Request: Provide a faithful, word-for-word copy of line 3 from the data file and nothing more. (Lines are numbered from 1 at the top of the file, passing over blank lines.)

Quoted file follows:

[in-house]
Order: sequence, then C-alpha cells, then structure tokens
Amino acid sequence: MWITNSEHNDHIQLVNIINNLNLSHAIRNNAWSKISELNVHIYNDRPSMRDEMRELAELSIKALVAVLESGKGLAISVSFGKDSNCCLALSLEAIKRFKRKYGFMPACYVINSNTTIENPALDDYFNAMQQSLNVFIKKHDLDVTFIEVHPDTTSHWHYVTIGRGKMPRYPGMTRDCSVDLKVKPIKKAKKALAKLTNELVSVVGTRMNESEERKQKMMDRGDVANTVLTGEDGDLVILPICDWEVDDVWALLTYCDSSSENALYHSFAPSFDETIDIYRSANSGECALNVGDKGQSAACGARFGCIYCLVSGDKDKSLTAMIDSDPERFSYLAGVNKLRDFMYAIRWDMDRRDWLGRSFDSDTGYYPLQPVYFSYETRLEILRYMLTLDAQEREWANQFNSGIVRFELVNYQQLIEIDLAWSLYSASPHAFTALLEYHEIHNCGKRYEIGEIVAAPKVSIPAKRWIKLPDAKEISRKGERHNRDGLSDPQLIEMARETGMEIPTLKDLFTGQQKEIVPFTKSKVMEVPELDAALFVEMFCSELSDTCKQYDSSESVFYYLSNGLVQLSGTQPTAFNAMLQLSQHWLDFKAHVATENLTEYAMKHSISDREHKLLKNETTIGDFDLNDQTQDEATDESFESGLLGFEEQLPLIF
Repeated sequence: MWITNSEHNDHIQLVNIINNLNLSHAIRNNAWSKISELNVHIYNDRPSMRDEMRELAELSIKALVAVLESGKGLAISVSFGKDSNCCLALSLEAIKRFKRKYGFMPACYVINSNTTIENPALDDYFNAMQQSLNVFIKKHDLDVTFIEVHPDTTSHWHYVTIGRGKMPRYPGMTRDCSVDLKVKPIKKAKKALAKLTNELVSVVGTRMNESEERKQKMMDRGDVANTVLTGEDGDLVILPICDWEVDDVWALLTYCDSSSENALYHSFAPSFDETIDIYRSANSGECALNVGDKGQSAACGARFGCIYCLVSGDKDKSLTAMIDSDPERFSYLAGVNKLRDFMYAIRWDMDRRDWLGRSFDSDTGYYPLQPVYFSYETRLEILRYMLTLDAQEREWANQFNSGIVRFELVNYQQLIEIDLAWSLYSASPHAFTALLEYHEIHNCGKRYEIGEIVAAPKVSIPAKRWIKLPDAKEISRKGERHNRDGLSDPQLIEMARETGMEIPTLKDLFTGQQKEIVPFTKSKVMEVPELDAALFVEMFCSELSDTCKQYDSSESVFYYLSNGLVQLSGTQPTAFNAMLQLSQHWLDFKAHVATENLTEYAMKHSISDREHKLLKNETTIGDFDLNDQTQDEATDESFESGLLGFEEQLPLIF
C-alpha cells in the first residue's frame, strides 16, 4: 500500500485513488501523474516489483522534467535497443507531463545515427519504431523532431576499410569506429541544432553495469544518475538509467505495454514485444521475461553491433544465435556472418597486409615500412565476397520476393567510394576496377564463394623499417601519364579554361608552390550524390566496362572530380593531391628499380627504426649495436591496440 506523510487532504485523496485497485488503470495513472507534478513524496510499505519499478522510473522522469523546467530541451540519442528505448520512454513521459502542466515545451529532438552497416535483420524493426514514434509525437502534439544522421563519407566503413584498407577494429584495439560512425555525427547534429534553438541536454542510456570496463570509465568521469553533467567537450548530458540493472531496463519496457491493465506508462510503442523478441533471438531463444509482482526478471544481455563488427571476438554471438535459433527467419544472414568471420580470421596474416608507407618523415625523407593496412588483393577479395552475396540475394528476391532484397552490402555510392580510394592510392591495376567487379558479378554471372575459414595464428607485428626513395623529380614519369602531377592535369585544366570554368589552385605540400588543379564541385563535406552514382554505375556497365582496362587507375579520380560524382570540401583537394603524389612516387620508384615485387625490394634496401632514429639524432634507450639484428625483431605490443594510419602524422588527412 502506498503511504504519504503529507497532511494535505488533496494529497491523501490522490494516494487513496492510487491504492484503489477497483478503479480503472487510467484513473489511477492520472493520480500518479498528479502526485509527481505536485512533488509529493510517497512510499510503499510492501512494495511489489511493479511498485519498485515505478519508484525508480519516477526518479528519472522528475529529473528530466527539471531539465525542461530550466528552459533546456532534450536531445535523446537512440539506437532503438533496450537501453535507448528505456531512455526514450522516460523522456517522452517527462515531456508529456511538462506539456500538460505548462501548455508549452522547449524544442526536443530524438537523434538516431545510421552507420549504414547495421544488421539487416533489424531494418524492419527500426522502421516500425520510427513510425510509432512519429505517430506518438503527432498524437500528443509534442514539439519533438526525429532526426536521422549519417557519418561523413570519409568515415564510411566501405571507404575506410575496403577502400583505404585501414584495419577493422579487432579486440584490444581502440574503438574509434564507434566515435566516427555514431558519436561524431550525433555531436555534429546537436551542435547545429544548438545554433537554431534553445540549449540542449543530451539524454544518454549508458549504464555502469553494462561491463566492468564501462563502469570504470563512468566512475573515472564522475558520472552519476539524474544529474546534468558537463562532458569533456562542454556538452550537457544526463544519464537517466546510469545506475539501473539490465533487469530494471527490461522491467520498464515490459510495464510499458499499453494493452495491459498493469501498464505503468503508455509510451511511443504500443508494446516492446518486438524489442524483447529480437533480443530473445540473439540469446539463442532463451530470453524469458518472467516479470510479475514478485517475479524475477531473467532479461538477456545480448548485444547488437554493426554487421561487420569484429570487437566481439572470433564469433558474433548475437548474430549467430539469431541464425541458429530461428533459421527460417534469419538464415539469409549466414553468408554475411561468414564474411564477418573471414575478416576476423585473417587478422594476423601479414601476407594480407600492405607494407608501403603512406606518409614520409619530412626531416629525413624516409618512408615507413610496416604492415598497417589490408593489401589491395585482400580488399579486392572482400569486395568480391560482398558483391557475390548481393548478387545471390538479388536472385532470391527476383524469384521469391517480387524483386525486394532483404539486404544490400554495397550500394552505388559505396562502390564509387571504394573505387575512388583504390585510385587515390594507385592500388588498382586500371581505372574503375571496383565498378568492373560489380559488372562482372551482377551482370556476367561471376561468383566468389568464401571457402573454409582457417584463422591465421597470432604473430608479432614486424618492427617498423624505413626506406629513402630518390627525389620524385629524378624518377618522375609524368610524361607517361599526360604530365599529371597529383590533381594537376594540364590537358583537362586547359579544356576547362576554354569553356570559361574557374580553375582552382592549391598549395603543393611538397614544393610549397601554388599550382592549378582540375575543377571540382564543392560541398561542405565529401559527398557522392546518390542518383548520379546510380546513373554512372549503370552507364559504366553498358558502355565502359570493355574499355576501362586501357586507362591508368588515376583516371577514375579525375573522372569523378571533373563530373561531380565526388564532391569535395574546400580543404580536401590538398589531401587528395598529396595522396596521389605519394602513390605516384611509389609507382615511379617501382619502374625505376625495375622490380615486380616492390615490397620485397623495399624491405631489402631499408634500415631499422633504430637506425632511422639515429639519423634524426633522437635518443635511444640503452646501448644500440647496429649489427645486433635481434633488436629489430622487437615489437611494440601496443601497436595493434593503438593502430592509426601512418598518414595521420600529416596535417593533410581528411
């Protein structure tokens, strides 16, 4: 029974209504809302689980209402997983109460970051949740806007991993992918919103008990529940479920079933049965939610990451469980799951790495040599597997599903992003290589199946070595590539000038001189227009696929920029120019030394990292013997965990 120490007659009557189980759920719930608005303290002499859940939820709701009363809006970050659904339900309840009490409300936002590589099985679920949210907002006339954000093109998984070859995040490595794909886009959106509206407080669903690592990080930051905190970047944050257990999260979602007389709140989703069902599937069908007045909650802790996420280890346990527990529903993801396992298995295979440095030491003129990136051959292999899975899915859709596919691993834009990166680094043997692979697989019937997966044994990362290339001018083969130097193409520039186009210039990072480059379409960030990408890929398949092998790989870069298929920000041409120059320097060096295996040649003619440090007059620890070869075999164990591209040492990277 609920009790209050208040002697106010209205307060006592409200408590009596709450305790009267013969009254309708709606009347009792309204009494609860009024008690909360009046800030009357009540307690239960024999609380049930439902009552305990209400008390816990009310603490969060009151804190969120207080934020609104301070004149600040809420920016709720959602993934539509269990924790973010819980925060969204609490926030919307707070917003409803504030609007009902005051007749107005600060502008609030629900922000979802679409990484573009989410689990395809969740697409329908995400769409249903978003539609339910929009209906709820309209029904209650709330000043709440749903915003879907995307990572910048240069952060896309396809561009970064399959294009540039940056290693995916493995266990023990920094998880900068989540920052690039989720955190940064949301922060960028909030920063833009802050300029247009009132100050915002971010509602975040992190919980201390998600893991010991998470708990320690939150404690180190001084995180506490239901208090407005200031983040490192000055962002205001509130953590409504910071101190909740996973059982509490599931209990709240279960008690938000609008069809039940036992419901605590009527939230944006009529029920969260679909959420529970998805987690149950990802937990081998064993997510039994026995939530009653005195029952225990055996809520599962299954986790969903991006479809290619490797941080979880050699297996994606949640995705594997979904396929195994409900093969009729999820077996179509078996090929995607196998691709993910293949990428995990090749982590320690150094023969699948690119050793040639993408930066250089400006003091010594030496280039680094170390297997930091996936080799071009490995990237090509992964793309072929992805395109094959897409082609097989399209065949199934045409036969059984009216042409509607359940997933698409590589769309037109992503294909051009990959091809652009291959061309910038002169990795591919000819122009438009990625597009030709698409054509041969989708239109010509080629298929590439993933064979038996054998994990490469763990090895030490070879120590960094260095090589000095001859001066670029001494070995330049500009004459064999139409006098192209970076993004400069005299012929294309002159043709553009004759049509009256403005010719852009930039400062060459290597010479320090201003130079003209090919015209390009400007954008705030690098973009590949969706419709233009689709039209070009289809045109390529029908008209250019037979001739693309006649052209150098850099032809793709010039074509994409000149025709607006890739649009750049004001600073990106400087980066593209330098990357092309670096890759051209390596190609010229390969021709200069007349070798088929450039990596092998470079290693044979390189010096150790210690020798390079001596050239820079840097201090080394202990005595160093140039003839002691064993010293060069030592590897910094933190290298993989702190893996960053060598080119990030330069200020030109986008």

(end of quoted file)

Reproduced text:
Amino acid sequence: MWITNSEHNDHIQLVNIINNLNLSHAIRNNAWSKISELNVHIYNDRPSMRDEMRELAELSIKALVAVLESGKGLAISVSFGKDSNCCLALSLEAIKRFKRKYGFMPACYVINSNTTIENPALDDYFNAMQQSLNVFIKKHDLDVTFIEVHPDTTSHWHYVTIGRGKMPRYPGMTRDCSVDLKVKPIKKAKKALAKLTNELVSVVGTRMNESEERKQKMMDRGDVANTVLTGEDGDLVILPICDWEVDDVWALLTYCDSSSENALYHSFAPSFDETIDIYRSANSGECALNVGDKGQSAACGARFGCIYCLVSGDKDKSLTAMIDSDPERFSYLAGVNKLRDFMYAIRWDMDRRDWLGRSFDSDTGYYPLQPVYFSYETRLEILRYMLTLDAQEREWANQFNSGIVRFELVNYQQLIEIDLAWSLYSASPHAFTALLEYHEIHNCGKRYEIGEIVAAPKVSIPAKRWIKLPDAKEISRKGERHNRDGLSDPQLIEMARETGMEIPTLKDLFTGQQKEIVPFTKSKVMEVPELDAALFVEMFCSELSDTCKQYDSSESVFYYLSNGLVQLSGTQPTAFNAMLQLSQHWLDFKAHVATENLTEYAMKHSISDREHKLLKNETTIGDFDLNDQTQDEATDESFESGLLGFEEQLPLIF